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Dr. Delmar Mock

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Dr. Delmar Mock (1915-2010) was an area doctor who lived in Patagonia and worked as a country doctor vising several local communities. He maintained an office in Huachuca City as well as other towns where he saw patients. The Huachuca City Senior Citizen Center was dedicated in his name in 1989.

This piece was created to celebrate his life and about Dr. Mock’s family and his early life.


Sue Parizek and Sheri Parizek Zimpelman interview - February 21, 2020

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In this interview, Sue Parizek and her daughter Sheri Parizek Zimpelman tell about their family's history in the Huachuca City area. In particular, they tell the story of Fort Auto Parts, one of the town's earliest businesses, founded by Milo Parizek. They tell about working at the business and major milestones in its history. They also tell about businesses in Huachuca City and how the town has changed over time. They share their hope for the future of the business and the town.

(All content and interviews contained on this site are as supplied by the contributors. They have not been fact checked and do not represent the views of the Town of Huachuca City.)


Connie Schlosser interview - February 20, 2020

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In this interview, long-time Huachuca City resident Connie Schlosser talks about her time in Huachuca City. She talks about how her family came here, her children, local businesses, and her time teaching at Huachuca City School.

(All content and interviews contained on this site are as supplied by the contributors. They have not been fact checked and do not represent the views of the Town of Huachuca City.)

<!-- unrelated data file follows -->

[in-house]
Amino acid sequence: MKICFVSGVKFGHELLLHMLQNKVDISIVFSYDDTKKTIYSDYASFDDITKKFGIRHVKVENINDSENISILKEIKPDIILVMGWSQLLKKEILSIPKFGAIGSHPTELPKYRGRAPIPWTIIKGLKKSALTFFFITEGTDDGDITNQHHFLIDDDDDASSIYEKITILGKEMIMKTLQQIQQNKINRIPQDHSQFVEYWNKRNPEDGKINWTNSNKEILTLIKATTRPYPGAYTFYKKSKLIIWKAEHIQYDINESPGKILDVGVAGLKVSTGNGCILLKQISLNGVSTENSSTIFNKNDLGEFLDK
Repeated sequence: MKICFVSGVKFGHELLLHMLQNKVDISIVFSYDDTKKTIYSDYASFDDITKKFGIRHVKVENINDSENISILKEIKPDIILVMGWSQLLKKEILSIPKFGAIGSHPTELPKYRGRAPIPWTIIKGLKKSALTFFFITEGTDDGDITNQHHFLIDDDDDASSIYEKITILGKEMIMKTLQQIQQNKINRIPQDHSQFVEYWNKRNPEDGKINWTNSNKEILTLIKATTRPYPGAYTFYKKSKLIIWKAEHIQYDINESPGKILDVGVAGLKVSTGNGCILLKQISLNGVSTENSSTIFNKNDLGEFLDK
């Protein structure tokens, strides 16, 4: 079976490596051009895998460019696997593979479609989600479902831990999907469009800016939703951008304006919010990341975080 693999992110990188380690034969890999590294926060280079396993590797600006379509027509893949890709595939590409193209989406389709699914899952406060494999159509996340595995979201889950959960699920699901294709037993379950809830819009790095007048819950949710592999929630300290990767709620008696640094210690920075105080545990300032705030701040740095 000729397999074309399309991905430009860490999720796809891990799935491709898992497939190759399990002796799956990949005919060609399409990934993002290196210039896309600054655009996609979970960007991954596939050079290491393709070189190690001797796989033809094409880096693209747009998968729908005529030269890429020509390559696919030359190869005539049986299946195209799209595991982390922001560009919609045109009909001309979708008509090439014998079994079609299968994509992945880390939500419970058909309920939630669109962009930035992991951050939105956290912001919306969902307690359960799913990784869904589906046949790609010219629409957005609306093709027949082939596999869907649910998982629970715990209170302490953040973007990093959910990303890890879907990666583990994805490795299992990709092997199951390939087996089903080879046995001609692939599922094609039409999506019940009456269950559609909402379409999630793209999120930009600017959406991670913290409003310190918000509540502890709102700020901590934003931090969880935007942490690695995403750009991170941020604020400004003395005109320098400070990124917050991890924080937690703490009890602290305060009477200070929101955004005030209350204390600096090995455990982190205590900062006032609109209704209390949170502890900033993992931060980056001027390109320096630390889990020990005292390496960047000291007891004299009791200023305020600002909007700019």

David Sulger, First Mayor

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David Sulger was the first mayor of Huachuca City and served from December 8, 1958 to June 8, 1961.


Community center construction

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In July, 1956, the Huachuca Vista Lions began construction for the community center in town at 201 Yuma Street. The materials and labor for construction were contributed by residents and local businesses. The building is approximately 40 feet x 60 feet, includes a playground, and is still used for various community events.


Community center construction

idk

In July, 1956, the Huachuca Vista Lions began construction for the community center in town at 201 Yuma Street. The materials and labor for construction were contributed by residents and local businesses. The building is approximately 40 feet x 60 feet, includes a playground, and is still used for various community events.


Community center construction

idk

In July, 1956, the Huachuca Vista Lions began construction for the community center in town at 201 Yuma Street. The materials and labor for construction were contributed by residents and local businesses. The building is approximately 40 feet x 60 feet, includes a playground, and is still used for various community events.


Community center construction

idk

In July, 1956, the Huachuca Vista Lions began construction for the community center in town at 201 Yuma Street. The materials and labor for construction were contributed by residents and local businesses. The building is approximately 40 feet x 60 feet, includes a playground, and is still used for various community events.


Community center

idk

In 1956, the Huachuca Vista Lions began construction for the community center in town at 201 Yuma Street. The materials and labor for construction were contributed by residents and local businesses. The building is approximately 40 feet x 60 feet, includes a playground, and is still used for various community events.

This is a picture of the building in 2020.


Community center

idk

In 1956, the Huachuca Vista Lions began construction for the community center in town at 201 Yuma Street. The materials and labor for construction were contributed by residents and local businesses. The building is approximately 40 feet x 60 feet, includes a playground, and is still used for various community events.

This is a picture of the building in 2020.


Camp Naco preservation award

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Camp Naco was constructed between 1919 and 1922 as a part of the U.S. War Department’s Border Defense Construction Project, in response to turmoil related to the Mexican Revolution. The camp was a part of the Tenth Cavalry Patrol District and was the only post constructed of adobe.